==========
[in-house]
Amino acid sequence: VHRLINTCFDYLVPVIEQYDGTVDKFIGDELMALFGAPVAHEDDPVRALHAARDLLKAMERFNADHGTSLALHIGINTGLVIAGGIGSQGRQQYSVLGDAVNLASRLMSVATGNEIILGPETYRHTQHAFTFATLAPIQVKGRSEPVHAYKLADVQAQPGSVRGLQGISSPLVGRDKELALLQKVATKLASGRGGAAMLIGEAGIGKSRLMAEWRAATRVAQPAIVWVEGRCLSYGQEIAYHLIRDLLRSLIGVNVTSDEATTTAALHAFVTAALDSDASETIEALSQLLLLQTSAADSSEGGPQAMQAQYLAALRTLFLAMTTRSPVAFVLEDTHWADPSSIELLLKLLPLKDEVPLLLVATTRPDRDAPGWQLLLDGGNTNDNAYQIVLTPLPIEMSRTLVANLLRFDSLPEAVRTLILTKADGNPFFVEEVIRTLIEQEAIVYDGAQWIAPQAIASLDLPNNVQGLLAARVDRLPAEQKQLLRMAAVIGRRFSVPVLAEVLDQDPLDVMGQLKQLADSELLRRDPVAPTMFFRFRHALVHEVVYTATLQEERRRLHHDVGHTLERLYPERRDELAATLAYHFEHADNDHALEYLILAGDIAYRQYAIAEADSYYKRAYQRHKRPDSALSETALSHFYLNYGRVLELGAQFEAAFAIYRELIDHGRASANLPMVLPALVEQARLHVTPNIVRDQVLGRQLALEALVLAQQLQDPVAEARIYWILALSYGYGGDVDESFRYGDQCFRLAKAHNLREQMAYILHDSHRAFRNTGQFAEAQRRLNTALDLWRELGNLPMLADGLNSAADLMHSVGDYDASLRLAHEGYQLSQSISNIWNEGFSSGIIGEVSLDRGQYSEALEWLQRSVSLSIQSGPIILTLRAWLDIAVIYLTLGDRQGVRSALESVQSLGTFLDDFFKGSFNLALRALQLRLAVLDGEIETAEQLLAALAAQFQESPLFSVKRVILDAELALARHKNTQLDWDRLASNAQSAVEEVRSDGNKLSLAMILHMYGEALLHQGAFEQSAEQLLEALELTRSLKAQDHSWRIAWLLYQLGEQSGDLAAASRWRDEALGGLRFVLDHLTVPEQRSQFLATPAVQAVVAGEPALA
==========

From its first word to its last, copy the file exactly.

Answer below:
[in-house]
Amino acid sequence: VHRLINTCFDYLVPVIEQYDGTVDKFIGDELMALFGAPVAHEDDPVRALHAARDLLKAMERFNADHGTSLALHIGINTGLVIAGGIGSQGRQQYSVLGDAVNLASRLMSVATGNEIILGPETYRHTQHAFTFATLAPIQVKGRSEPVHAYKLADVQAQPGSVRGLQGISSPLVGRDKELALLQKVATKLASGRGGAAMLIGEAGIGKSRLMAEWRAATRVAQPAIVWVEGRCLSYGQEIAYHLIRDLLRSLIGVNVTSDEATTTAALHAFVTAALDSDASETIEALSQLLLLQTSAADSSEGGPQAMQAQYLAALRTLFLAMTTRSPVAFVLEDTHWADPSSIELLLKLLPLKDEVPLLLVATTRPDRDAPGWQLLLDGGNTNDNAYQIVLTPLPIEMSRTLVANLLRFDSLPEAVRTLILTKADGNPFFVEEVIRTLIEQEAIVYDGAQWIAPQAIASLDLPNNVQGLLAARVDRLPAEQKQLLRMAAVIGRRFSVPVLAEVLDQDPLDVMGQLKQLADSELLRRDPVAPTMFFRFRHALVHEVVYTATLQEERRRLHHDVGHTLERLYPERRDELAATLAYHFEHADNDHALEYLILAGDIAYRQYAIAEADSYYKRAYQRHKRPDSALSETALSHFYLNYGRVLELGAQFEAAFAIYRELIDHGRASANLPMVLPALVEQARLHVTPNIVRDQVLGRQLALEALVLAQQLQDPVAEARIYWILALSYGYGGDVDESFRYGDQCFRLAKAHNLREQMAYILHDSHRAFRNTGQFAEAQRRLNTALDLWRELGNLPMLADGLNSAADLMHSVGDYDASLRLAHEGYQLSQSISNIWNEGFSSGIIGEVSLDRGQYSEALEWLQRSVSLSIQSGPIILTLRAWLDIAVIYLTLGDRQGVRSALESVQSLGTFLDDFFKGSFNLALRALQLRLAVLDGEIETAEQLLAALAAQFQESPLFSVKRVILDAELALARHKNTQLDWDRLASNAQSAVEEVRSDGNKLSLAMILHMYGEALLHQGAFEQSAEQLLEALELTRSLKAQDHSWRIAWLLYQLGEQSGDLAAASRWRDEALGGLRFVLDHLTVPEQRSQFLATPAVQAVVAGEPALA